We report the case of a 59-year-old woman who developed acute macroglossia following prolonged prone positioning for management of COVID-19. We found that Biotene mixed in glycerin was effective at removing keratinised lingual plaques and better tolerated than Biotene alone. Additionally, uniform tongue compression applied via tubular elastic dressing yielded more efficacious results than uneven tongue compression via Coban.
- wound care
- nose and throat
- rehabilitation medicine
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Macroglossia or enlarged tongue1 is a rare and potentially life-threatening2 condition clinically defined as tongue protrusion beyond the teeth or alveolar ridge at rest.3 4 It may lead to complications such as pain, chronic tongue drying, superimposed infection, impaired speech, swallow dysfunction and even airway obstruction.5 Etiologies include endocrinological, metabolic or neoplastic infiltration; infectious or inflammatory conditions; trauma; and, rarely, prolonged prone positioning.6 There are currently no standard guidelines for the management of acute macroglossia. Here, we report the case of a 59-year-old woman who developed acute macroglossia following prolonged prone positioning for management of COVID-19.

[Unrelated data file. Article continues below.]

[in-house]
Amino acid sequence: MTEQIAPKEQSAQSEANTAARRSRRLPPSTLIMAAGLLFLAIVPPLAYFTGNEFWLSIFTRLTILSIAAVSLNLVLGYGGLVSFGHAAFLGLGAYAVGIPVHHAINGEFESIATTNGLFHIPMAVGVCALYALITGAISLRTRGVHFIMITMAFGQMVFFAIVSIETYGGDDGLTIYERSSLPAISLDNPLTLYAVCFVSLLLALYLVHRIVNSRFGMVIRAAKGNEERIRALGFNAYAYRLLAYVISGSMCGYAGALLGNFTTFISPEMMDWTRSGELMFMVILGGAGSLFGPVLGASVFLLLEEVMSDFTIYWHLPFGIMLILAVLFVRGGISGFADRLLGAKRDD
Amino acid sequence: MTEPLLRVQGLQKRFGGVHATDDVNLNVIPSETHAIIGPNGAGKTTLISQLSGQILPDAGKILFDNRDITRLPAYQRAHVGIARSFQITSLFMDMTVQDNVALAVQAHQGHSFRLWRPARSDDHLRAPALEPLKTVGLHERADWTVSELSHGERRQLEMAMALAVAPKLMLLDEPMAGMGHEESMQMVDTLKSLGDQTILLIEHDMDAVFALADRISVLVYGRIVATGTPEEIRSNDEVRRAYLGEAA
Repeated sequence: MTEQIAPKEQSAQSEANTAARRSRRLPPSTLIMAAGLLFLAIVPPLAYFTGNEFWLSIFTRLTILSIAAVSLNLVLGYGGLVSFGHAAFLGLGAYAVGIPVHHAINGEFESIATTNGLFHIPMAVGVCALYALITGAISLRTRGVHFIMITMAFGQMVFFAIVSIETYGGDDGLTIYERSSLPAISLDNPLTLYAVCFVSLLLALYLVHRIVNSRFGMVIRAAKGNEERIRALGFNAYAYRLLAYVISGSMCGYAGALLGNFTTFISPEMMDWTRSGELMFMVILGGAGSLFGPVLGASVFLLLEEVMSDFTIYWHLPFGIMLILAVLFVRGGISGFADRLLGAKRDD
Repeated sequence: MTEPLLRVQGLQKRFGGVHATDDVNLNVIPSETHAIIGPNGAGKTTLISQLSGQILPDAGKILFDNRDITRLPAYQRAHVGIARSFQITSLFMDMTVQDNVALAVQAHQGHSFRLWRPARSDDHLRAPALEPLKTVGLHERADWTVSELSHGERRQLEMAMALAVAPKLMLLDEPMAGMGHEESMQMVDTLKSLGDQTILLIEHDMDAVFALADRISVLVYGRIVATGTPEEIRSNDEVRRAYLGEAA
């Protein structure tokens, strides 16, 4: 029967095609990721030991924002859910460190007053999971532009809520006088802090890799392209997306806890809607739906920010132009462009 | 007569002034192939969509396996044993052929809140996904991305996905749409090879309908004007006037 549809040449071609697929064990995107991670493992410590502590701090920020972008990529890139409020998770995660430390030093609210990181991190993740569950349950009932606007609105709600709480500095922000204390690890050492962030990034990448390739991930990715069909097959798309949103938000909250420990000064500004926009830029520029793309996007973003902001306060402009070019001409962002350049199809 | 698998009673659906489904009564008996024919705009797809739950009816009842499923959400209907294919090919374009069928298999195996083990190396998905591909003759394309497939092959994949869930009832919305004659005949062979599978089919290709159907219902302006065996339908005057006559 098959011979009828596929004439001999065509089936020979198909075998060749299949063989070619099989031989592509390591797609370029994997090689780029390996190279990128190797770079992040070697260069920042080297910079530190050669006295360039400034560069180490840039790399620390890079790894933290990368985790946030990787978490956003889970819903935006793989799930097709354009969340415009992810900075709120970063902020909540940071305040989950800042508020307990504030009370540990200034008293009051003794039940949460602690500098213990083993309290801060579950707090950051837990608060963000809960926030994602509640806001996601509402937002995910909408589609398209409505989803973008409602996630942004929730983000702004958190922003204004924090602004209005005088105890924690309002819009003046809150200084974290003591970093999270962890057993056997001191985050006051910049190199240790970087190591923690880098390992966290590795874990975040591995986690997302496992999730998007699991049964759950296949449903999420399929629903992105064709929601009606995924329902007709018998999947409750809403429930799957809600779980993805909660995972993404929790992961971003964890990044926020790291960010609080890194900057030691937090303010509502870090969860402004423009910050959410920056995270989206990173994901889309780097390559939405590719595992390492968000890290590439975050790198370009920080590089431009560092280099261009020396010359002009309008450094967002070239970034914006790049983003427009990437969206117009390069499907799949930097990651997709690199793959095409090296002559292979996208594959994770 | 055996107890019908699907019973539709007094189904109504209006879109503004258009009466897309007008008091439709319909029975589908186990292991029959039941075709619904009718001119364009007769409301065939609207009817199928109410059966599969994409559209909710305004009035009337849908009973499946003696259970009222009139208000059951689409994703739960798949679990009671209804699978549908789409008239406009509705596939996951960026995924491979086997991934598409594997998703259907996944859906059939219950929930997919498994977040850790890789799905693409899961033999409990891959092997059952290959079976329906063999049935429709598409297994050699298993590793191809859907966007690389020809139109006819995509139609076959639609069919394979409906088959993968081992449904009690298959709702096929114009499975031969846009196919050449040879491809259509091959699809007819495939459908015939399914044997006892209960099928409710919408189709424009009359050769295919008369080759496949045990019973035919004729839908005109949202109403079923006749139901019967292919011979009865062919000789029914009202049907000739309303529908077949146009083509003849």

A 59-year-old woman with obesity, type 2 diabetes mellitus, obstructive sleep apnoea and history of thyroid adenocarcinoma status post thyroidectomy with surgical-induced hypothyroidism was hospitalised for COVID-19-induced respiratory failure. Acute care management included convalescent plasma, tocilizumab, intubation and mechanical ventilation for over 33 days with prone positioning for a total of 11 days (table 1). Macroglossia was noted on day 8 (table 1) of prone positioning, and a bedside tracheostomy was subsequently placed to bypass the oropharynx. Macroglossia was treated with Biotene gauze overlaid by Coban dressing and a Decadron taper. Prior to discharge from acute care, thyroid hormone assays were obtained revealing an elevated thyroid-stimulating hormone of 8.15 mIU/L in the setting of a normal free thyroxine level of 0.9 ng/dL. These findings suggested recovery from non-thyroidal illness in the absence of untreated hypothyroidism.